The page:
Twitter is still trading at 50 times its earnings estimate, and I’m personally responsible for that. But it’s not my fault.
I’m responsible for the bottom half of that scenario; Twitter has been almost completely without impact given the little bit of use I’ve given it. The analyst’s recognition that user “engagement” is super low for Twitter did not take an analyst to figure out. All they had to do was count heads versus accounts, and accounts versus hands-off.
But we expect analysts to explain why the counts are the way they are. My answer is increasingly simple: I would only want Twitter to do one thing for me, on my terms, automatically, and it doesn’t meet any of those three criteria. If you’re like me, you didn’t (or won’t) stick around (unless you just have too much time on your hands).
What I would want is an audience, of the type I prefer, at the size I like, all the time, without the labor of making it.
Isn’t it obvious that, on the power curve of satisfied users, Twitter heavies get exactly that? What’s not so obvious is that they solve the labor effort, or have it solved for them, by an enormous amount of stuff that goes on around them, not by them, including heapin’ helpin’s of assistance from contiguous media and social relationship managers (amateur or pro).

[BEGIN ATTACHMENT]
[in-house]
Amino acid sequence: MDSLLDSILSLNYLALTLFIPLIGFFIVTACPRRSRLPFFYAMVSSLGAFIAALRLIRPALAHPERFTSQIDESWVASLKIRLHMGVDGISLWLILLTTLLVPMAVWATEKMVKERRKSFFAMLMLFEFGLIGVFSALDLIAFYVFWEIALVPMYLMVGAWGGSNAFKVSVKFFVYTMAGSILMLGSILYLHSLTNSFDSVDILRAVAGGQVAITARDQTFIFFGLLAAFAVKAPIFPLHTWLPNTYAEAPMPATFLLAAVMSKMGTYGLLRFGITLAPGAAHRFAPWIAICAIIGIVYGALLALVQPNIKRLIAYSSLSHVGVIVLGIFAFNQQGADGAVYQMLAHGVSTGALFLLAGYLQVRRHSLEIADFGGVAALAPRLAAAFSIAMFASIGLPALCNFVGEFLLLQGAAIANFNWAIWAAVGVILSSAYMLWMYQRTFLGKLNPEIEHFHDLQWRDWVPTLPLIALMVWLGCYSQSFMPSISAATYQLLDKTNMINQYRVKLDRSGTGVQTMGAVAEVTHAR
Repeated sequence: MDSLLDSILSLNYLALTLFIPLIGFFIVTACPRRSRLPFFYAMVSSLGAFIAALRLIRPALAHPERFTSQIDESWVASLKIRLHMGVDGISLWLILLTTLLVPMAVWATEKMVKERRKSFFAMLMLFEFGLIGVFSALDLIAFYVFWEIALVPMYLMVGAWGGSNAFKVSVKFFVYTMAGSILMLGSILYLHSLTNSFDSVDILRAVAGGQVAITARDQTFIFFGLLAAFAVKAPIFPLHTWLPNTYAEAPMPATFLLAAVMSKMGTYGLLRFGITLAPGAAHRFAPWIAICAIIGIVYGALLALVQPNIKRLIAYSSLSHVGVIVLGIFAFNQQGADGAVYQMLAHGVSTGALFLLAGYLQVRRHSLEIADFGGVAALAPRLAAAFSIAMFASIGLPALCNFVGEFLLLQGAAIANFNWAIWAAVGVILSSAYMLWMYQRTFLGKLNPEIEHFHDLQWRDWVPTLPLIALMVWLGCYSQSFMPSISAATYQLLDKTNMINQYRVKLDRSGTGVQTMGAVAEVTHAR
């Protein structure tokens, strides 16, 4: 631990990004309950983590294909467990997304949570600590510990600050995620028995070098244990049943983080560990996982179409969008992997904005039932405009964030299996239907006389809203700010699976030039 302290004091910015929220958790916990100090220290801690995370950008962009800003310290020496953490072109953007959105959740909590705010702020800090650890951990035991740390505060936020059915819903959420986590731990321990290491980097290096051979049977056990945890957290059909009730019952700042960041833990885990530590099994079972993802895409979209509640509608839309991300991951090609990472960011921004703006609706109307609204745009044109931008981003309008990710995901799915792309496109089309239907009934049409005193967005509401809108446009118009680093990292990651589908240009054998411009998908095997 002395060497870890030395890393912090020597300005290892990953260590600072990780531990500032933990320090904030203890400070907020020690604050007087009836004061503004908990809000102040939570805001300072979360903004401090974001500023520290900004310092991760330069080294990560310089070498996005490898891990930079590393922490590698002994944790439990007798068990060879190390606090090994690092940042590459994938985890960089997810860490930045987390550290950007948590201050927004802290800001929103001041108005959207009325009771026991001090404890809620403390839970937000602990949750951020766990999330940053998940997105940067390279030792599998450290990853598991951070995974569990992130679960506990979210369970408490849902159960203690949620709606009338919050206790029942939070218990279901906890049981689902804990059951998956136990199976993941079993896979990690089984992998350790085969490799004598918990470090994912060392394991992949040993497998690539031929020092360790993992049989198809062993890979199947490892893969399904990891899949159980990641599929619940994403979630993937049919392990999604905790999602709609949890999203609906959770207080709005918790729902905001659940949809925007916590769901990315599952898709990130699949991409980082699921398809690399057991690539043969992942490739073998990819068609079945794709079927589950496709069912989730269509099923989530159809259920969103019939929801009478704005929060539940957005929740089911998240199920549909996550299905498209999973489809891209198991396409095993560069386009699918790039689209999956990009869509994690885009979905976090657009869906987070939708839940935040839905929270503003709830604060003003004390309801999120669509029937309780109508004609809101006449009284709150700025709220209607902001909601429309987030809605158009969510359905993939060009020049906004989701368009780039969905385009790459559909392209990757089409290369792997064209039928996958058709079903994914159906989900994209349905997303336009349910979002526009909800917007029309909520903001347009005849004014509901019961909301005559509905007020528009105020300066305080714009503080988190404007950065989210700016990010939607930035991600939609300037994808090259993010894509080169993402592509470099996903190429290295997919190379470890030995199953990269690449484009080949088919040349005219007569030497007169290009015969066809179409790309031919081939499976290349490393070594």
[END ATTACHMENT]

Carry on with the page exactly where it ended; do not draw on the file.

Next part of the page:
I’m just too lazy — uhh — busy to get all that going. And what’s more to the point, I don’t care who is in my audience as long as the types and numbers are right. Somebody leaves? Replace ‘em! Automatically!
How is this supposed to happen? Well, it’s supposed to happen without me having to do it. It’s supposed to already be happening as soon as I sign up for an account.
Twitter should already know whether I am interested in having a Community audience, a Marketing audience, or a Private audience, and it should let me pick which mode I want to be in and be able to pick any of the three at any time.
It should already understand what the differences are in how these respective audiences “informationally” cohere around me, on my behalf, even though they all leverage the same cast of actor types and resources — and use the same mechanisms to push and pull information for the same four reasons.
It should already know how and when to take what is happening for one reason, and move it into the next reason (clockwise) to see if I like what happens. And it should already know what the point is of my using Twitter to do it with — instead of using something else that I already have that works.
In short, I’m just NOT interested in duke-ing it out in the Darwinian environment of social networks — and being anonymous out there is boring.
So, if it isn’t bot-ready to navigate the info-overloads, orchestrate the roles, and make me famous in my own world, automatically and continuously, then why on earth would I use it? You’ve never heard of me, and that has probably hurt Twitter more than it hurt you or me.